Depending on what you are trying to accomplish, GET and POST are used in different ways.
What is a GET?
In short, a GET is appended to the URL while a POST is embedded in the body of the request. Maybe from time to time, you have noticed something similar to this in your address bar: ?name=something&choice=something-else&category=something-more. This is a GET. Everything after the question mark is a query string. The page that processes this request strips out these values, parses them and acts upon them. The most notable thing here is that your request is public: it appears in the address bar of the browser.
A GET is very simple and easy to implement and parse, but it is 100% not secure. Also, each browser imposes its own limit on the length of an URL. There is no limit specified by a W3C RFC, but it is best to avoid depending on URLs that exceed 255 characters. So, there is a limit to how much data you can pass using a GET. Also you must take care in how you handle special characters. One advantage of a GET is that you could actually save the complete URL, including query string for later retrieval, or you could send that URL to a friend. At times, this can be useful.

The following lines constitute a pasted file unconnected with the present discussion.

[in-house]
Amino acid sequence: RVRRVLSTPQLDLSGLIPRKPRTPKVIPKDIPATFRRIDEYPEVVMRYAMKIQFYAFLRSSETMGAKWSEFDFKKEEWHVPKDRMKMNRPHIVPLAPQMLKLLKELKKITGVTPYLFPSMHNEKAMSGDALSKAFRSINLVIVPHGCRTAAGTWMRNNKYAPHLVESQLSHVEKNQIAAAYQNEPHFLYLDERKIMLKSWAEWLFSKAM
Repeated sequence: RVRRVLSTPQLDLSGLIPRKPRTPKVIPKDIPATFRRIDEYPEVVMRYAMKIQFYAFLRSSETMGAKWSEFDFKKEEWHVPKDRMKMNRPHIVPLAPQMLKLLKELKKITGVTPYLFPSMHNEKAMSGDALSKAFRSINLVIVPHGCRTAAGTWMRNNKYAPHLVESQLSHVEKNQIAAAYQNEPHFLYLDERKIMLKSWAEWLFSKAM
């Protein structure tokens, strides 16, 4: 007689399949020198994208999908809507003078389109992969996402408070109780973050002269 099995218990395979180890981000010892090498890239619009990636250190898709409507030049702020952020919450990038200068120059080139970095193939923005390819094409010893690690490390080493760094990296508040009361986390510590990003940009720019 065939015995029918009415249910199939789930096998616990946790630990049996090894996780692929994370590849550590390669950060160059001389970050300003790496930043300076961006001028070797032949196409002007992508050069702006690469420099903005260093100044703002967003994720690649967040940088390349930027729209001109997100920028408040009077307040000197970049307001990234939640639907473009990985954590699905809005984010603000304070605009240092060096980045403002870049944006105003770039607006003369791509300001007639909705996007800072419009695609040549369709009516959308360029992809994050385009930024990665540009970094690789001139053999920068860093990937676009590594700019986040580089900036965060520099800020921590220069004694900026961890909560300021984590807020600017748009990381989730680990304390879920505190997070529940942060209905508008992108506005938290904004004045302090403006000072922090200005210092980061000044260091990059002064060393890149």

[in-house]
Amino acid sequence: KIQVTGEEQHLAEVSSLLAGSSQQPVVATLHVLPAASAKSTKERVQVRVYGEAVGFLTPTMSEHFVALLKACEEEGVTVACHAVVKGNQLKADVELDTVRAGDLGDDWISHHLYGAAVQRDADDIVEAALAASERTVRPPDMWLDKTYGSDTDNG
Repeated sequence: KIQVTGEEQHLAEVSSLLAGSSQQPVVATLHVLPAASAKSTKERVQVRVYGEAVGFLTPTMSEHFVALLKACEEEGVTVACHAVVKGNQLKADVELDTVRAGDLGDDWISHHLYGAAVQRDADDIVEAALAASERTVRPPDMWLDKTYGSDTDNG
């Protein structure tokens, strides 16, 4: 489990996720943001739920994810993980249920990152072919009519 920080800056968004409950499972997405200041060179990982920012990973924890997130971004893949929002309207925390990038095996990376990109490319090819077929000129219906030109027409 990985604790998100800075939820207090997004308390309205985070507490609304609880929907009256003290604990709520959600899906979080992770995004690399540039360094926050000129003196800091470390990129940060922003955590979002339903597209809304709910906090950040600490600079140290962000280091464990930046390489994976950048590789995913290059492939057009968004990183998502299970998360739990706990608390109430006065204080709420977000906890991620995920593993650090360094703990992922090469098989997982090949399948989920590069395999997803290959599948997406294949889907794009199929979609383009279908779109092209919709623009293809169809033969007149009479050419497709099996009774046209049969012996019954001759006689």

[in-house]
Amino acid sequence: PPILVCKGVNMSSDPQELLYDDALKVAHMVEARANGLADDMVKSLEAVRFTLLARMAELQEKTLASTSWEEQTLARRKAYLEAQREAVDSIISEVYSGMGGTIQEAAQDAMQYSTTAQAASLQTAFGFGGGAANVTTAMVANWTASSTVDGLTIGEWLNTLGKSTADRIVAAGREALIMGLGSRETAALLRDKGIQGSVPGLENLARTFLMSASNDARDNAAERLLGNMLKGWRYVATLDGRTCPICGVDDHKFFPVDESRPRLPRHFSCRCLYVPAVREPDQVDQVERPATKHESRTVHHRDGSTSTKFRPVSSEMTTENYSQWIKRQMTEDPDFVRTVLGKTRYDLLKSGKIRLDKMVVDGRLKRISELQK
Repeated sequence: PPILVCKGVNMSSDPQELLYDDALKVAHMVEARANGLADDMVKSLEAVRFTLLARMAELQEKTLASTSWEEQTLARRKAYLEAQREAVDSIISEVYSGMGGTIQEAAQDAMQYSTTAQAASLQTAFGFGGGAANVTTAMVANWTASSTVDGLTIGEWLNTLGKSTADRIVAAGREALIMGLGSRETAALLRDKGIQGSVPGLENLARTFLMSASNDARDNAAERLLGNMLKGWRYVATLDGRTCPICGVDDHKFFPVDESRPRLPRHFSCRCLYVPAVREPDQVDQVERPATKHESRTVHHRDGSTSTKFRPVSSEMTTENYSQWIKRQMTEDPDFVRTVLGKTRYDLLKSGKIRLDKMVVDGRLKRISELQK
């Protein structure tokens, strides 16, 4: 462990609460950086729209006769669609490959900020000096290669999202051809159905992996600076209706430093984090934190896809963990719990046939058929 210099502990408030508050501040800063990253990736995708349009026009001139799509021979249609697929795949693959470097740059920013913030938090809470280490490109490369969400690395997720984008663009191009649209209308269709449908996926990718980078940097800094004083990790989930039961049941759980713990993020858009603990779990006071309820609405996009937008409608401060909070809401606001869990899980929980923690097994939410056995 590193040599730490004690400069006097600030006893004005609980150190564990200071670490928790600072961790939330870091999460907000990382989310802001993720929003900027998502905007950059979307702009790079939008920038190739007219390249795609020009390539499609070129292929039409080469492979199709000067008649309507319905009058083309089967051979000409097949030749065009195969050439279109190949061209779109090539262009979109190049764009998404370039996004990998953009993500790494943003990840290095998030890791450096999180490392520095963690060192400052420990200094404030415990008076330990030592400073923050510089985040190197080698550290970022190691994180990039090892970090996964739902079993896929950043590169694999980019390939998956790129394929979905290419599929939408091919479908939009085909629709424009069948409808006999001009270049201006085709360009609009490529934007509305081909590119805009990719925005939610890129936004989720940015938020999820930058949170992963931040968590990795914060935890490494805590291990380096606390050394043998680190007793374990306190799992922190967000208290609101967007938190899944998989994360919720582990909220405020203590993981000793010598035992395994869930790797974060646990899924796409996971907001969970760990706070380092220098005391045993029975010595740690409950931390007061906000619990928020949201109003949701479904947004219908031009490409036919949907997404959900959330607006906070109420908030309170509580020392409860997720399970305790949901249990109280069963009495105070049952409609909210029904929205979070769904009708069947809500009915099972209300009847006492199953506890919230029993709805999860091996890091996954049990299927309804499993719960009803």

What is a POST?
A POST is embedded in the actual body of the message. While not 100% secure, this is more secure than using a GET because the data passed does not appear in the address bar. Also, there is no limit to the amount of data passed. One downside to a POST request is that a page refresh looses the POST data and you cannot save or send a saved URL to a friend.